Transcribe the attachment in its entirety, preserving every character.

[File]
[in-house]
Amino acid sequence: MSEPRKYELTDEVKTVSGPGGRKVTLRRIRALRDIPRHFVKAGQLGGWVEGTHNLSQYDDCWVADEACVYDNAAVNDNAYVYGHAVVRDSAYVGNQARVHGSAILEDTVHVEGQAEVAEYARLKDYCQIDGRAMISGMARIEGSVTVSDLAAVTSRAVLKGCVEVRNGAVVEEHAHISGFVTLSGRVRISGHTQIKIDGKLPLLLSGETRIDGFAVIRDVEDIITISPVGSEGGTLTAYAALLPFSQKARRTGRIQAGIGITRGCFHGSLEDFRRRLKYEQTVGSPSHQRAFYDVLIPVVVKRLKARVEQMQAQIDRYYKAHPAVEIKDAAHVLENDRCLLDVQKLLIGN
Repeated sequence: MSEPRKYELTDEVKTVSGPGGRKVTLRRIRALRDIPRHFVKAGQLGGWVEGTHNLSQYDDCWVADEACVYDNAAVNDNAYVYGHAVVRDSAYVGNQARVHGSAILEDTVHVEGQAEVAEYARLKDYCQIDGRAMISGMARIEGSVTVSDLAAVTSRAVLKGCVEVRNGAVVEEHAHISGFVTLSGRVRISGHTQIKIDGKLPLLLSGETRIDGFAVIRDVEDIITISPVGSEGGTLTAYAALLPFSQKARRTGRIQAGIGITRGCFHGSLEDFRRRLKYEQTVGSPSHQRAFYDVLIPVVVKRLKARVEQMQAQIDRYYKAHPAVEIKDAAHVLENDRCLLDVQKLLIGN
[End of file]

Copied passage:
[in-house]
Amino acid sequence: MSEPRKYELTDEVKTVSGPGGRKVTLRRIRALRDIPRHFVKAGQLGGWVEGTHNLSQYDDCWVADEACVYDNAAVNDNAYVYGHAVVRDSAYVGNQARVHGSAILEDTVHVEGQAEVAEYARLKDYCQIDGRAMISGMARIEGSVTVSDLAAVTSRAVLKGCVEVRNGAVVEEHAHISGFVTLSGRVRISGHTQIKIDGKLPLLLSGETRIDGFAVIRDVEDIITISPVGSEGGTLTAYAALLPFSQKARRTGRIQAGIGITRGCFHGSLEDFRRRLKYEQTVGSPSHQRAFYDVLIPVVVKRLKARVEQMQAQIDRYYKAHPAVEIKDAAHVLENDRCLLDVQKLLIGN
Repeated sequence: MSEPRKYELTDEVKTVSGPGGRKVTLRRIRALRDIPRHFVKAGQLGGWVEGTHNLSQYDDCWVADEACVYDNAAVNDNAYVYGHAVVRDSAYVGNQARVHGSAILEDTVHVEGQAEVAEYARLKDYCQIDGRAMISGMARIEGSVTVSDLAAVTSRAVLKGCVEVRNGAVVEEHAHISGFVTLSGRVRISGHTQIKIDGKLPLLLSGETRIDGFAVIRDVEDIITISPVGSEGGTLTAYAALLPFSQKARRTGRIQAGIGITRGCFHGSLEDFRRRLKYEQTVGSPSHQRAFYDVLIPVVVKRLKARVEQMQAQIDRYYKAHPAVEIKDAAHVLENDRCLLDVQKLLIGN